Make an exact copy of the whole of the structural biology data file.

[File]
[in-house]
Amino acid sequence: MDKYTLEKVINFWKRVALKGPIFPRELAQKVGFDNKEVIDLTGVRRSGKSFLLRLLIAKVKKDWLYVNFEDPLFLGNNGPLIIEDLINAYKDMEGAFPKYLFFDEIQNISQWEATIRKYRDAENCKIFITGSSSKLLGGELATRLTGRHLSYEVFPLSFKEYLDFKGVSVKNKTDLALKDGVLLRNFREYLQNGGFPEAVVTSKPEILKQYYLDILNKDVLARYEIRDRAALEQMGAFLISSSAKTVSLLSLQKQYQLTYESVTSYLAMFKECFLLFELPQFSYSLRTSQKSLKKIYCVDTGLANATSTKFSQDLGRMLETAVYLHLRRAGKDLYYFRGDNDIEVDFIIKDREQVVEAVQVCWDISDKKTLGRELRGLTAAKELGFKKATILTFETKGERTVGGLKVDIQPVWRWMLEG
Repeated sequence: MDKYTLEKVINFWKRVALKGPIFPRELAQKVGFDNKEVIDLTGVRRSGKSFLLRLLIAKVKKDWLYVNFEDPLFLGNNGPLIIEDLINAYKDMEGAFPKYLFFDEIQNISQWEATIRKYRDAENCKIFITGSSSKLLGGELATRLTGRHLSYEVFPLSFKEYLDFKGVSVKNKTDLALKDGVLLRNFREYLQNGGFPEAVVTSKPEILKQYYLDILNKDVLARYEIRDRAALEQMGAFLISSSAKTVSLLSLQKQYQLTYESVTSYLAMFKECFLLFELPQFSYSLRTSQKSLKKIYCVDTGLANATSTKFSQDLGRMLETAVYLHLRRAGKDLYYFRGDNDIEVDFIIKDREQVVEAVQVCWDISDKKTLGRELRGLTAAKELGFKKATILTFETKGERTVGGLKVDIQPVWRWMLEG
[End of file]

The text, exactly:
[in-house]
Amino acid sequence: MDKYTLEKVINFWKRVALKGPIFPRELAQKVGFDNKEVIDLTGVRRSGKSFLLRLLIAKVKKDWLYVNFEDPLFLGNNGPLIIEDLINAYKDMEGAFPKYLFFDEIQNISQWEATIRKYRDAENCKIFITGSSSKLLGGELATRLTGRHLSYEVFPLSFKEYLDFKGVSVKNKTDLALKDGVLLRNFREYLQNGGFPEAVVTSKPEILKQYYLDILNKDVLARYEIRDRAALEQMGAFLISSSAKTVSLLSLQKQYQLTYESVTSYLAMFKECFLLFELPQFSYSLRTSQKSLKKIYCVDTGLANATSTKFSQDLGRMLETAVYLHLRRAGKDLYYFRGDNDIEVDFIIKDREQVVEAVQVCWDISDKKTLGRELRGLTAAKELGFKKATILTFETKGERTVGGLKVDIQPVWRWMLEG
Repeated sequence: MDKYTLEKVINFWKRVALKGPIFPRELAQKVGFDNKEVIDLTGVRRSGKSFLLRLLIAKVKKDWLYVNFEDPLFLGNNGPLIIEDLINAYKDMEGAFPKYLFFDEIQNISQWEATIRKYRDAENCKIFITGSSSKLLGGELATRLTGRHLSYEVFPLSFKEYLDFKGVSVKNKTDLALKDGVLLRNFREYLQNGGFPEAVVTSKPEILKQYYLDILNKDVLARYEIRDRAALEQMGAFLISSSAKTVSLLSLQKQYQLTYESVTSYLAMFKECFLLFELPQFSYSLRTSQKSLKKIYCVDTGLANATSTKFSQDLGRMLETAVYLHLRRAGKDLYYFRGDNDIEVDFIIKDREQVVEAVQVCWDISDKKTLGRELRGLTAAKELGFKKATILTFETKGERTVGGLKVDIQPVWRWMLEG